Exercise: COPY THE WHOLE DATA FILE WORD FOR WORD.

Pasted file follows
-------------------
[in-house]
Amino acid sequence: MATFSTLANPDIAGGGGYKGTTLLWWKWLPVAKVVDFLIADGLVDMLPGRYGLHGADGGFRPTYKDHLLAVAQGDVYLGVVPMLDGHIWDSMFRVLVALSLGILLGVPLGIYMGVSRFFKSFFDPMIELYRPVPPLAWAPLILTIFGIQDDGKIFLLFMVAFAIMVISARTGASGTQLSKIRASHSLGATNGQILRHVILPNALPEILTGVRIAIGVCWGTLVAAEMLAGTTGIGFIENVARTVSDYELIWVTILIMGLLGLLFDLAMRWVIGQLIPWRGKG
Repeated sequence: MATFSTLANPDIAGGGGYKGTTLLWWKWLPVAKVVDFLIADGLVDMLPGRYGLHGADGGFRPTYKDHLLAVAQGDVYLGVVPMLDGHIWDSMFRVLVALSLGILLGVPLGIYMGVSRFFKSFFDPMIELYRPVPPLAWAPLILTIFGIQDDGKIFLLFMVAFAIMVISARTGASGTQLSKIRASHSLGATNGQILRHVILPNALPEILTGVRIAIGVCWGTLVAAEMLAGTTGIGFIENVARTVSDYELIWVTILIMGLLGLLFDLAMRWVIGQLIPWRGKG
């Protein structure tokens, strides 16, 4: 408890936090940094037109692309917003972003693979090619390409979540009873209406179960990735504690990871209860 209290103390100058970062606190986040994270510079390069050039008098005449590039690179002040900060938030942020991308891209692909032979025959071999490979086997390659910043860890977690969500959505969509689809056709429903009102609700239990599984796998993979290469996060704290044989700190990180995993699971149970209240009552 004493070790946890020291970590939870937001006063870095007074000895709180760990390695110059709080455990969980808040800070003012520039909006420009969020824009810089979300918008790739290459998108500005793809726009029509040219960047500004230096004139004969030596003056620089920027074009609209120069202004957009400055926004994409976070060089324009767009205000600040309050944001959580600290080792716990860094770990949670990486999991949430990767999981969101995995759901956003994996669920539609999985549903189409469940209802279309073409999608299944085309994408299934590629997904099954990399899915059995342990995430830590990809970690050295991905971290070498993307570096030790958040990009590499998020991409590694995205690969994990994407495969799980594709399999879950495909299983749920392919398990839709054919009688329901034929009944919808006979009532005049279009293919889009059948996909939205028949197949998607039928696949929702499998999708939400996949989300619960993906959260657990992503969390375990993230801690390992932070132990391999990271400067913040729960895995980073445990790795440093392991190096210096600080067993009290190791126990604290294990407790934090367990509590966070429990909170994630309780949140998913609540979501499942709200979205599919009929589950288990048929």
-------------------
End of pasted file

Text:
[in-house]
Amino acid sequence: MATFSTLANPDIAGGGGYKGTTLLWWKWLPVAKVVDFLIADGLVDMLPGRYGLHGADGGFRPTYKDHLLAVAQGDVYLGVVPMLDGHIWDSMFRVLVALSLGILLGVPLGIYMGVSRFFKSFFDPMIELYRPVPPLAWAPLILTIFGIQDDGKIFLLFMVAFAIMVISARTGASGTQLSKIRASHSLGATNGQILRHVILPNALPEILTGVRIAIGVCWGTLVAAEMLAGTTGIGFIENVARTVSDYELIWVTILIMGLLGLLFDLAMRWVIGQLIPWRGKG
Repeated sequence: MATFSTLANPDIAGGGGYKGTTLLWWKWLPVAKVVDFLIADGLVDMLPGRYGLHGADGGFRPTYKDHLLAVAQGDVYLGVVPMLDGHIWDSMFRVLVALSLGILLGVPLGIYMGVSRFFKSFFDPMIELYRPVPPLAWAPLILTIFGIQDDGKIFLLFMVAFAIMVISARTGASGTQLSKIRASHSLGATNGQILRHVILPNALPEILTGVRIAIGVCWGTLVAAEMLAGTTGIGFIENVARTVSDYELIWVTILIMGLLGLLFDLAMRWVIGQLIPWRGKG
């Protein structure tokens, strides 16, 4: 408890936090940094037109692309917003972003693979090619390409979540009873209406179960990735504690990871209860 209290103390100058970062606190986040994270510079390069050039008098005449590039690179002040900060938030942020991308891209692909032979025959071999490979086997390659910043860890977690969500959505969509689809056709429903009102609700239990599984796998993979290469996060704290044989700190990180995993699971149970209240009552 004493070790946890020291970590939870937001006063870095007074000895709180760990390695110059709080455990969980808040800070003012520039909006420009969020824009810089979300918008790739290459998108500005793809726009029509040219960047500004230096004139004969030596003056620089920027074009609209120069202004957009400055926004994409976070060089324009767009205000600040309050944001959580600290080792716990860094770990949670990486999991949430990767999981969101995995759901956003994996669920539609999985549903189409469940209802279309073409999608299944085309994408299934590629997904099954990399899915059995342990995430830590990809970690050295991905971290070498993307570096030790958040990009590499998020991409590694995205690969994990994407495969799980594709399999879950495909299983749920392919398990839709054919009688329901034929009944919808006979009532005049279009293919889009059948996909939205028949197949998607039928696949929702499998999708939400996949989300619960993906959260657990992503969390375990993230801690390992932070132990391999990271400067913040729960895995980073445990790795440093392991190096210096600080067993009290190791126990604290294990407790934090367990509590966070429990909170994630309780949140998913609540979501499942709200979205599919009929589950288990048929």